Russia is seeing their international plans come to fruition by adopting a nuanced, yet bold approach to foreign policy — while the world watches idly.

It’s difficult to know what Russia is going to do. On the other hand, we’re somewhat predictable. We’ve made it clear who and what we represent. It’s both good and bad. Morally, it allows us to navigate a confusing world. But Russia uses our predictability and banks on it. Today, they know they’ve got leverage in Syria and flexibility to do more overt actions around the globe. We may have helped their rise inadvertently by boasting that Russia had lost the Cold War and their time as an influencing global power was over. They may not be a superpower, but they go long, while we go short – and it’s becoming evident.

Russia fought secret insurgencies in Crimea and Ukraine. They gauged sentiment and acted accordingly. They helped themselves and struggled to control the narrative. Their geopolitical maneuvers are controversial but always come with a strategically logical backing, ostensibly justified by Russian ties and pro-Russia sentiment in these countries. More importantly, Russia limits their exposure. When they’re exposed, they deny.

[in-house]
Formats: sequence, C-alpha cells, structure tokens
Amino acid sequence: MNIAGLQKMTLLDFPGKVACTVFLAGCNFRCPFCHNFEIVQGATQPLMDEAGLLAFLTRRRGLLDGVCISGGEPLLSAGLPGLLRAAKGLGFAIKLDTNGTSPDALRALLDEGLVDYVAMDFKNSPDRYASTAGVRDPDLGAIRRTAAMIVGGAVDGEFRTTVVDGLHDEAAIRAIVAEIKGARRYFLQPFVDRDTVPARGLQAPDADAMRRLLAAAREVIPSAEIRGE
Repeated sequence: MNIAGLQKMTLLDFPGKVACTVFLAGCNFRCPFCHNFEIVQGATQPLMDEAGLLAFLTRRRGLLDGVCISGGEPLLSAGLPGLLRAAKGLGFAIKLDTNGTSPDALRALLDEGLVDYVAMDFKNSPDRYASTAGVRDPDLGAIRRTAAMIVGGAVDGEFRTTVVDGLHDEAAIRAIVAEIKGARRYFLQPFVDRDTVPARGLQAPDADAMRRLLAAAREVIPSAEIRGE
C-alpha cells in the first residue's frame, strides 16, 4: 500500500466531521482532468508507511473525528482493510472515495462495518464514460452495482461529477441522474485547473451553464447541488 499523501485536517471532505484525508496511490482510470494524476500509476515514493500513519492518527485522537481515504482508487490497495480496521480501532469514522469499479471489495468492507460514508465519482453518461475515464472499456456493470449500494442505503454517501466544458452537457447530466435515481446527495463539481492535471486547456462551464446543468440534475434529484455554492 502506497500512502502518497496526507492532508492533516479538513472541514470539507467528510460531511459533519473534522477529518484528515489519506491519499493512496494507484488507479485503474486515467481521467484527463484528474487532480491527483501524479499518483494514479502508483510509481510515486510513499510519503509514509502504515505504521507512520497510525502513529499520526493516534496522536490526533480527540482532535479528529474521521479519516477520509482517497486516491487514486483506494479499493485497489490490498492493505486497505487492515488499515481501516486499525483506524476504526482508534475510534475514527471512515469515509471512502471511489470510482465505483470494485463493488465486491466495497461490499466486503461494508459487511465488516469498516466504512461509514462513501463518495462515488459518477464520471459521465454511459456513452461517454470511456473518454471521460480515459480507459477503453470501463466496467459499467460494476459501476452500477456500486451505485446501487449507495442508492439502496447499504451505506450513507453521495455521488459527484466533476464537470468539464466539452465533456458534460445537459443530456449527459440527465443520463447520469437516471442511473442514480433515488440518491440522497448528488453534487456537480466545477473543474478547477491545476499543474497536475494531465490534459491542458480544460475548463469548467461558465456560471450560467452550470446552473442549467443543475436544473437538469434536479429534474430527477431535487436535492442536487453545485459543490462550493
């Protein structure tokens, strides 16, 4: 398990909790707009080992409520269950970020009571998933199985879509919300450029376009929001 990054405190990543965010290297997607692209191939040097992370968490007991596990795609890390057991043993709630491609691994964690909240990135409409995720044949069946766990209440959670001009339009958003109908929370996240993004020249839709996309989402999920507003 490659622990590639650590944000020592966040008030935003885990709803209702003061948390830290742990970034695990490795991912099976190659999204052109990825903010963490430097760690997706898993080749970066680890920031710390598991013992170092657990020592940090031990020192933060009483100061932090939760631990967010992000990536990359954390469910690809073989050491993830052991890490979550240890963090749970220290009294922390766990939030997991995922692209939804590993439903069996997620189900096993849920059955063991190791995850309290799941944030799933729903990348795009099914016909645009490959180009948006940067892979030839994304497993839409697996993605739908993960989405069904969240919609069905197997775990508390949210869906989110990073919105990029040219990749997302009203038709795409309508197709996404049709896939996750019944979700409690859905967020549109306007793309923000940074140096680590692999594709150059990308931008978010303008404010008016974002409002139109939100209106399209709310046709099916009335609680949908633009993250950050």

When Russian troops were caught in Ukraine, they were “on vacation.” As hilarious as that is, it’s theater of the absurd. More so because it ended there and Russia got away with it. Because they know they can, and they’ve learned new limits. In part, Russia has used Syria as an experiment. The Syrian regime has incrementally and methodically increased their attacks and their brutality over time, waiting for outrage. But, there was no outrage until, finally, an over-the-top chemical attack occurred. The response was more absurdity: We assumed they’d just turn in the chemical weapons. Like when we tell a child to hand in his toys as punishment. “You weren’t supposed to use them like that, Bashar, now turn them in.”

Except, as careless as it was for the Assad regime to use chemical weapons, it is equally reckless to accept a promise from Syria, backed by Russia, that they’ll turn in their full arsenal. In global strategy, every nation carries out their actions in their own best interest. Of course Syria maintained a small percentage of chemical weapons. A big reason for that: They don’t want to be left empty-handed against Israel, who is known to have chemical weapons.

So, we’re back where we started, condemning Syria for their use of chemical attacks.

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